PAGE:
Finally, attackers are known to hide web shells in non-executable file formats, such as media files. Web servers configured to execute server-side code create additional challenges for detecting web shells, because on a web server, a media file is scanned for server-side execution instructions. Attackers can hide web shell scripts within a photo and upload it to a web server. When this file is loaded and analyzed on a workstation, the photo is harmless. But when a web browser asks a server for this file, malicious code executes server side.

These challenges in detecting web shells contribute to their increasing popularity as an attack tool. We constantly monitor how these evasive threats are utilized in cyber attacks, and we continue to improve protections

Web shell: Finding Web Shells

Purpose: Identify web shells (stand-alone|injected)

Data Required : Web server logs (apache, IIS, etc.)

Collection Considerations : Collect from all webservers, and ensure that parameters are collected.

POST data should be collected.

• For apache consider using mod_security or mod_dumpio

• For IIS use Failed Request Tracing / Custom Logging

Analysis Techniques:

Look for parameters passed to image files (e.g., /bad.png?zz=ls


Web logs things to notice

    • User-Agent is rare

    • User-Agent is new

    • Domain is rare

    • Domain is new

    • High frequency of http connections

    • URI is same

    • URI varies but length is constant.

    • Domain varies but length is constant

    • Missing referrer

    • Missing or same referrer to multiple uri’s on single dest.



Endpoint detection strategies:

• Look for creation of processes whose parent is the webserver (e.g., apache, w3wp.exe); these will come from functions like:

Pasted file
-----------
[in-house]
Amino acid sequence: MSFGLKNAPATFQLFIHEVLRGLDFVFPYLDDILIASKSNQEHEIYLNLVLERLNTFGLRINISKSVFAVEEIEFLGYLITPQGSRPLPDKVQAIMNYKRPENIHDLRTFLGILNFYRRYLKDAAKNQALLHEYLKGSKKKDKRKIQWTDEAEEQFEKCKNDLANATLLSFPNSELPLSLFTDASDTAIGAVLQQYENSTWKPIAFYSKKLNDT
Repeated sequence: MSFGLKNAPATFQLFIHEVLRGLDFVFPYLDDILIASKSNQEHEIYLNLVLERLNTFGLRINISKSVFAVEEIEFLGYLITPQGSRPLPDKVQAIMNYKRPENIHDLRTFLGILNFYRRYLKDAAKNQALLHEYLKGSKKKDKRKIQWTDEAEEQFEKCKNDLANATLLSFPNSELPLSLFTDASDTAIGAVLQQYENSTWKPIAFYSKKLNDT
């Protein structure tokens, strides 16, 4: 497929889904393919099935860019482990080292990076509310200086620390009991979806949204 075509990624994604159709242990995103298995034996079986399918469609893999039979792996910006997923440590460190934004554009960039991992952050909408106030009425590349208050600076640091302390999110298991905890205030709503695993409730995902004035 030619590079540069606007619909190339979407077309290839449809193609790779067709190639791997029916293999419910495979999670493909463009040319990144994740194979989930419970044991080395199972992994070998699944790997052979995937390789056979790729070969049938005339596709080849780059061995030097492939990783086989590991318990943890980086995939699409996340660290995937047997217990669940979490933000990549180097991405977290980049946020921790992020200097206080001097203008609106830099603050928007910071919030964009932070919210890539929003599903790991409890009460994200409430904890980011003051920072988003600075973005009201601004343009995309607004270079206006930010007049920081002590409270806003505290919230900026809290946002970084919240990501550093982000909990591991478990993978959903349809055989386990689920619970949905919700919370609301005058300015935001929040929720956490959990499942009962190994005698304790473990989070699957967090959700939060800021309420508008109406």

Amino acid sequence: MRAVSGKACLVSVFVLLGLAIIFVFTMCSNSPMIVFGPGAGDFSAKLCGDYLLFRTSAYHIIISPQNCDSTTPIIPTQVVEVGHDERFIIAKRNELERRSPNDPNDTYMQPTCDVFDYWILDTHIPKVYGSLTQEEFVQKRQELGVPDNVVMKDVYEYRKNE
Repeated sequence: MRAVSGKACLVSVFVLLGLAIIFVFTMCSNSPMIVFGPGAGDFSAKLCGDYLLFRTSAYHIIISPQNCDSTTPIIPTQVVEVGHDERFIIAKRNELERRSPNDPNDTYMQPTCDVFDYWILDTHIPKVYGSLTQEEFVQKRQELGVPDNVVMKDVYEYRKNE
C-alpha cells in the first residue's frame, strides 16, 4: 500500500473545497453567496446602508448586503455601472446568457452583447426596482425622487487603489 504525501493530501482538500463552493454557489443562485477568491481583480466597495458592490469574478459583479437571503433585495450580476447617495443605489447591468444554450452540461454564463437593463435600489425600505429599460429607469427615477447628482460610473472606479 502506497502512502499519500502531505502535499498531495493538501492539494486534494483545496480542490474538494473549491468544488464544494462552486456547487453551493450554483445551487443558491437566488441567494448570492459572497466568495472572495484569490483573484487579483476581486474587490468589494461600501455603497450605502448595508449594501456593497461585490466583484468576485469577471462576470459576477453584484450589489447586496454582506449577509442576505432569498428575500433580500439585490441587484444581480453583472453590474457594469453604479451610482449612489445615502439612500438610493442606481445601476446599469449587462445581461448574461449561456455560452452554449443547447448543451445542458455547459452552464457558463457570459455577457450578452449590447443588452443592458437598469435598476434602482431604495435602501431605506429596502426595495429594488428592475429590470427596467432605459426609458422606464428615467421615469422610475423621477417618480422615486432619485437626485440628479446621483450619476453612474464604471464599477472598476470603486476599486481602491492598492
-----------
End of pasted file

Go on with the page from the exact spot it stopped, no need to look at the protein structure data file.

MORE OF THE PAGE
○ PHP functions like exec(), shell_exec(), etc.

○ asp(.net) functions like eval(), bind(), etc.)

• Looking for file additions or file changes (if you have a change management process and schedule to easily differentiate 'known good') -- (using something like inotify on linux (or FileSystemWatcher in .NET), to monitor the webroot folder(s) recursively)


Other Notable things:

IIS instance (w3wp.exe) running commands like ‘net’, ‘whoami’, ‘dir’, ‘cmd.exe’, or ‘query’, to name a few, is typically a strong early indicator of web shell activity.


Look for suspicious process that IIS worker process (w3wp.exe), Apache HTTP server processes (httpd.exe, visualsvnserver.exe), etc. do not typically initiate (e.g., cmd.exe and powershell.exe)


Look for suspicious web shell execution, this can identify processes that are associated with remote execution and reconnaissance activity (example: “arp”, “certutil”, “cmd”, “echo”, “ipconfig”, “gpresult”, “hostname”, “net”, “netstat”, “nltest”, “nslookup”, “ping”, “powershell”, “psexec”, “qwinsta”, “route”, “systeminfo”, “tasklist”, “wget”, “whoami”, “wmic”, etc.)



    - rundll32.exe

    - dllhost.exe


    - net.exe

    - powershell.exe

    - ipconfig.exe

    - CobaltStrike

    - BloodHound

    - nslookup.exe



        - "T1055.012 - Process Injection: Process Hollowing"

    - behavior: RUNDLL32 created ~20 instances of DLLHOST without command-line arguments.

      id: 1669ecb0-3a8a-4858-9efd-23e5c01ad643

      type: Process Created


      - C:\\Windows\\System32\\dllhost.exe

      process: C:\\Windows\\System32\\dllhost.exe

      parentProcess: C:\\Windows\\System32\\rundll32.exe


Attackers need to execute tools. Look at Windows Event ID's 4688/592. Stack and look for outliers. Group by execution time and user."


Hardening servers against web shells